The database was also searched to establish the number of consecutive primary fovea-on and fovea-off retinal detachments undergoing surgery (pars plana vitrectomy or scleral buckling) over the same time period.

Cases were identified with a clearly documented attached fovea at presentation, which were recorded in the operation notes to be detached or bisected. For these cases, a detailed review of the medical records was undertaken, taking note of the clinical drawings at presentation and at surgery, and the location and number of retinal breaks. The final visual acuity, lens status and follow-up duration for each of these cases were recorded.

Previously vitrectomised eyes or eyes that had other treatment for the retinal detachment such as laser retinopexy were excluded.

A statistical analysis was performed using Analyse-it (Cambridge, UK). The present group was compared with 847 eyes of 847 patients from this time period, which have been extensively investigated and described elsewhere.1 ,3 In brief, the group consisted of 509 (60.1%) men and 338 (39.9%) women, 471 (55.6%) right and 376 (44.4%) left eyes, 477 (56.3%) fovea-on RRDs and 360 (43.7%) fovea-off RRDs. Mean age of the patients was 62.2 years (range 40–97 years). In cases where both eyes were treated for retinal detachment, only the first eye was included in the analysis. Proportions in the two groups were compared using Fisher's exact test, and means were compared using the Mann-Whitney U test.

Results

Ten cases of conversion of fovea on to off were identified over the 14-year period. There were five men and five women with four right eyes and six left eyes. The mean age of the patients was 57 years (range 39–77 years, SD 13 years). Overall, 1982 eyes of 1982 patients were operated on for RRD in this period with 920 recorded as fovea on at surgery and 1062 as fovea off. As 10 of these cases initially presented as fovea on, the total number of fovea-on RRDs at presentation was 930. The rate of progression from fovea on to fovea off was therefore 1.1% (95% CI 0.4 to 1.7).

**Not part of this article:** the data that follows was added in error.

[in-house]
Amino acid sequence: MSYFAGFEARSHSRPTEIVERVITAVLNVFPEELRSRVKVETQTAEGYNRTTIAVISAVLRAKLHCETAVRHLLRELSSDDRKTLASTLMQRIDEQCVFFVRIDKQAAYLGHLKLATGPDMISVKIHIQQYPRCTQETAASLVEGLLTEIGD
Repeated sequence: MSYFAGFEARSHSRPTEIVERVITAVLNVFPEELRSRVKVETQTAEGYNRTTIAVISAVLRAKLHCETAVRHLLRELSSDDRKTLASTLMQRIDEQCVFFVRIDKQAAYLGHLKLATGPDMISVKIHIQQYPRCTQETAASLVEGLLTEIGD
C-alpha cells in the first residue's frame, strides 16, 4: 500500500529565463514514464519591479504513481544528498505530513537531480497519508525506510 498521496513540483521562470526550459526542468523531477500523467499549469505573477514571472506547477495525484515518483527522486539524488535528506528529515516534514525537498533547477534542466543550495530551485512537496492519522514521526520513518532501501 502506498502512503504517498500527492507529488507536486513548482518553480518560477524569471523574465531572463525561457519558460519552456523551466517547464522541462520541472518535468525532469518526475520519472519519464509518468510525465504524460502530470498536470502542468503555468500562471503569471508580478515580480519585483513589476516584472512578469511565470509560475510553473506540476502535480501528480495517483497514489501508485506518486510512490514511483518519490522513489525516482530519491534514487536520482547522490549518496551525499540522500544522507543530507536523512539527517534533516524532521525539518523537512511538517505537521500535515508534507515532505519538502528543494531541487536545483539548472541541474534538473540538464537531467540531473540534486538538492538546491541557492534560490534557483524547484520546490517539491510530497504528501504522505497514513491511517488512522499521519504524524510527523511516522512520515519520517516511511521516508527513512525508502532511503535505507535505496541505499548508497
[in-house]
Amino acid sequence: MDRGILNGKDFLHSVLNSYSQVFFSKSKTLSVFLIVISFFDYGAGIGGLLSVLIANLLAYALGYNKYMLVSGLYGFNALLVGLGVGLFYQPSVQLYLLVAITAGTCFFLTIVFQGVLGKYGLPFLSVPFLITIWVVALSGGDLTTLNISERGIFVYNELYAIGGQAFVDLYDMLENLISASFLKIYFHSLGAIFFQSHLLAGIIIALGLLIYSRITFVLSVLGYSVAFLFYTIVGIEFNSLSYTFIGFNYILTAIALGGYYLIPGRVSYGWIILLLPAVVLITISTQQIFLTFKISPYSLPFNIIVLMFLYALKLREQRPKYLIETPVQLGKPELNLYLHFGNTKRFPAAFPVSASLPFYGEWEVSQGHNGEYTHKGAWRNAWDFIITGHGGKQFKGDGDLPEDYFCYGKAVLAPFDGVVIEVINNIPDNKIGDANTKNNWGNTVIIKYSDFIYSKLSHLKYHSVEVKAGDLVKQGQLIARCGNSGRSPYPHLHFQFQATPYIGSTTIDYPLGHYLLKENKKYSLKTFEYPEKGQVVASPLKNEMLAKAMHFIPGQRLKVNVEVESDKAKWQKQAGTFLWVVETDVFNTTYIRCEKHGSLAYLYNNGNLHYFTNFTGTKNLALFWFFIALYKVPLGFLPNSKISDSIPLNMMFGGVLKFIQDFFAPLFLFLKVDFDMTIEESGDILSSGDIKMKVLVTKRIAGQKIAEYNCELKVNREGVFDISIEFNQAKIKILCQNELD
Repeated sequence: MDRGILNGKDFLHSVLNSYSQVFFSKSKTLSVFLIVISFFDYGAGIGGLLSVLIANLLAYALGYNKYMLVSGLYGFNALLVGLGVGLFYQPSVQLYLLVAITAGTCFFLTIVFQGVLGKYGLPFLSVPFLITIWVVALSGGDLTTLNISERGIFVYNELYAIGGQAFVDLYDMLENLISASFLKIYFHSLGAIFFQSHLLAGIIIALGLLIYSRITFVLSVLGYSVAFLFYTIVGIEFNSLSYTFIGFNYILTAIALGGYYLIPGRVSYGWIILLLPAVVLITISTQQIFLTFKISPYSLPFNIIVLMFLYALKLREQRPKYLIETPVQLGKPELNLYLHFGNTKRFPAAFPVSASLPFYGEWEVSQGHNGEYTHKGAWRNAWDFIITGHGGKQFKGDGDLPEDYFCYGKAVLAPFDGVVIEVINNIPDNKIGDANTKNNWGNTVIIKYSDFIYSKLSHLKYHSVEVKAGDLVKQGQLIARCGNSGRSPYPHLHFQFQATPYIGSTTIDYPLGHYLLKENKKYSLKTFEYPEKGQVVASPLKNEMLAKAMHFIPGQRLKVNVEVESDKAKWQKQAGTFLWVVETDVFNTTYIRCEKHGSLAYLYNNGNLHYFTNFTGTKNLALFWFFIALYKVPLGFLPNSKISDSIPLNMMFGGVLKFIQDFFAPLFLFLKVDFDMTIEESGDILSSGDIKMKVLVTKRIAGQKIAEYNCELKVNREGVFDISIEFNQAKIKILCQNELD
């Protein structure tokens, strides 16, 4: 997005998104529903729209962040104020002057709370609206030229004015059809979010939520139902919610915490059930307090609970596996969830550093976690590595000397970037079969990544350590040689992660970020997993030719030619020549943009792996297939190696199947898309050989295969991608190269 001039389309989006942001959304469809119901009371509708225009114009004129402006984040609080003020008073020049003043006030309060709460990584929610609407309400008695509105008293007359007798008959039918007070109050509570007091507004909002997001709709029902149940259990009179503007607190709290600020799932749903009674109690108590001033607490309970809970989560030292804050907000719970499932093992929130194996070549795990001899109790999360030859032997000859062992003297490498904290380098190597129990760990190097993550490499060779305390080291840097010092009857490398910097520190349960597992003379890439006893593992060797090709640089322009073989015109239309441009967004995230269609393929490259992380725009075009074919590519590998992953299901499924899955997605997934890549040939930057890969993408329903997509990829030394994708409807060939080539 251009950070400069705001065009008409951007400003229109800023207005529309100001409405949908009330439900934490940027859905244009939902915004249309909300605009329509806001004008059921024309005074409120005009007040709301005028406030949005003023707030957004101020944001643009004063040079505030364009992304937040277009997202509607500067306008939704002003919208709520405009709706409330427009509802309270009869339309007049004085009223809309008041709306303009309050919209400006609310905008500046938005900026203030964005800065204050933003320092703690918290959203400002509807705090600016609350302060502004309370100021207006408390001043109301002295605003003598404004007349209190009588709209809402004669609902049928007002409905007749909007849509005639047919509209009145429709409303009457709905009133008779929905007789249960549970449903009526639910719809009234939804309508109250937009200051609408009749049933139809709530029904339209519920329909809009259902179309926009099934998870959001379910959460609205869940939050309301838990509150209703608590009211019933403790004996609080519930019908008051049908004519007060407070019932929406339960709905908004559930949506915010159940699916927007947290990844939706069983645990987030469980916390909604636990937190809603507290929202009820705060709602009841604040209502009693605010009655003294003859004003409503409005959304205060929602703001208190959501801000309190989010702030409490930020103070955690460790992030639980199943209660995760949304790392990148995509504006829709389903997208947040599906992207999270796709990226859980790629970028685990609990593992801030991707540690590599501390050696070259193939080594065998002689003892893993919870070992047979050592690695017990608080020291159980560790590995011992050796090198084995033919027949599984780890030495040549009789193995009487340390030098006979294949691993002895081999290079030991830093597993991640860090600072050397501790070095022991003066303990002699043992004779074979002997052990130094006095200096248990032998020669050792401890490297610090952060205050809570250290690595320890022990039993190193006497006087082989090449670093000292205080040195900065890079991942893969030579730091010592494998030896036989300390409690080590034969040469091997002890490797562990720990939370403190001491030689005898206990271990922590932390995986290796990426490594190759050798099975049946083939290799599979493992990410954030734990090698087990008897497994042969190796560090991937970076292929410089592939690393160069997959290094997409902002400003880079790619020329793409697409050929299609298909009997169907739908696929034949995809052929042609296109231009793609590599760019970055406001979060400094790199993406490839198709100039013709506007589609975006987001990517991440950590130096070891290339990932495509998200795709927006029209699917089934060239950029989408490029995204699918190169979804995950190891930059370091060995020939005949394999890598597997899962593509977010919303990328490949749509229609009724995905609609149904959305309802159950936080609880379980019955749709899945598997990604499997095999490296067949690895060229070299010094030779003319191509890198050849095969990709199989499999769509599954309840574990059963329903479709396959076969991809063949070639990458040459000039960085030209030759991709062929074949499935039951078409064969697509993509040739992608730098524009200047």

Retinal detachment characteristics

The clinical drawings for all patients are shown in figure 1. All patients had superior detachments, with nine patients having a predominantly superotemporal retinal detachment (all 3 clock hours detached) and one having a predominantly superonasal detachment. All patients but one had extension of the retinal detachment to at least the edge of the superotemporal vascular arcades at presentation. All were found to have superotemporal retinal breaks and detached retinal breaks in the superotemporal quadrant, features that were significantly higher than in other RRDs from our unit4 (100% vs 69%, p=0.04 and 100% vs 63%, p=0.02, respectively, using Fisher's exact test). There was a mean of 2.4 breaks per eye (range 1–5 breaks, SD 1.4 breaks), which was similar to other retinal detachments (p=0.943, Mann-Whitney U test). All were early retinal detachments with a mean of 3.7 clock hours of extension (range 3–5 hours, SD 0.8 clock hours). A more detailed comparison of the characteristics of the fovea-on to and fovea-off retinal detachments and other detachments is shown in table 1.